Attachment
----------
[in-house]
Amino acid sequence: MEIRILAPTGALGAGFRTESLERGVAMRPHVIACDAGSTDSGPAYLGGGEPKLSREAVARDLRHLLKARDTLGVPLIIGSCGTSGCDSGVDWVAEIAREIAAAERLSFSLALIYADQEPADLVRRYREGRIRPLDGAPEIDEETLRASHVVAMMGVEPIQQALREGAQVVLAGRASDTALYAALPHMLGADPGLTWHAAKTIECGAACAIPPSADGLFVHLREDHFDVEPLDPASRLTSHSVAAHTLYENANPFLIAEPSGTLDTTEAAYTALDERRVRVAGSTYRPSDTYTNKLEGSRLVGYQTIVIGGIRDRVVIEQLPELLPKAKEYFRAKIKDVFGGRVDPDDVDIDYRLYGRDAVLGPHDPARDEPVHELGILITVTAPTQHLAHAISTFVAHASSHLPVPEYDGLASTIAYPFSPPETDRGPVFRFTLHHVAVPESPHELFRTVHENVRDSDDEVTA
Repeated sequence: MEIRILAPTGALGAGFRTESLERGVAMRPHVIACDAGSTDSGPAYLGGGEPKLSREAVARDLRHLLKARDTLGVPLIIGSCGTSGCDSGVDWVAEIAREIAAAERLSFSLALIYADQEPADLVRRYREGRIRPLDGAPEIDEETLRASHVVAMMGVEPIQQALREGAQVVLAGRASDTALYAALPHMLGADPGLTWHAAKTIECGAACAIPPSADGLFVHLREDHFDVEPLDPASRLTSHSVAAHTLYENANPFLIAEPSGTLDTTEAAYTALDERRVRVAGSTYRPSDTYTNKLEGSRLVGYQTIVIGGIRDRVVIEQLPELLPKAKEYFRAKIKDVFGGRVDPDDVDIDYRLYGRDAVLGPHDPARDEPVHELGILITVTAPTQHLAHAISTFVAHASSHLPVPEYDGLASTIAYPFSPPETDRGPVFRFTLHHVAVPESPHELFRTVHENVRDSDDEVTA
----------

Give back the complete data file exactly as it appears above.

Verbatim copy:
[in-house]
Amino acid sequence: MEIRILAPTGALGAGFRTESLERGVAMRPHVIACDAGSTDSGPAYLGGGEPKLSREAVARDLRHLLKARDTLGVPLIIGSCGTSGCDSGVDWVAEIAREIAAAERLSFSLALIYADQEPADLVRRYREGRIRPLDGAPEIDEETLRASHVVAMMGVEPIQQALREGAQVVLAGRASDTALYAALPHMLGADPGLTWHAAKTIECGAACAIPPSADGLFVHLREDHFDVEPLDPASRLTSHSVAAHTLYENANPFLIAEPSGTLDTTEAAYTALDERRVRVAGSTYRPSDTYTNKLEGSRLVGYQTIVIGGIRDRVVIEQLPELLPKAKEYFRAKIKDVFGGRVDPDDVDIDYRLYGRDAVLGPHDPARDEPVHELGILITVTAPTQHLAHAISTFVAHASSHLPVPEYDGLASTIAYPFSPPETDRGPVFRFTLHHVAVPESPHELFRTVHENVRDSDDEVTA
Repeated sequence: MEIRILAPTGALGAGFRTESLERGVAMRPHVIACDAGSTDSGPAYLGGGEPKLSREAVARDLRHLLKARDTLGVPLIIGSCGTSGCDSGVDWVAEIAREIAAAERLSFSLALIYADQEPADLVRRYREGRIRPLDGAPEIDEETLRASHVVAMMGVEPIQQALREGAQVVLAGRASDTALYAALPHMLGADPGLTWHAAKTIECGAACAIPPSADGLFVHLREDHFDVEPLDPASRLTSHSVAAHTLYENANPFLIAEPSGTLDTTEAAYTALDERRVRVAGSTYRPSDTYTNKLEGSRLVGYQTIVIGGIRDRVVIEQLPELLPKAKEYFRAKIKDVFGGRVDPDDVDIDYRLYGRDAVLGPHDPARDEPVHELGILITVTAPTQHLAHAISTFVAHASSHLPVPEYDGLASTIAYPFSPPETDRGPVFRFTLHHVAVPESPHELFRTVHENVRDSDDEVTA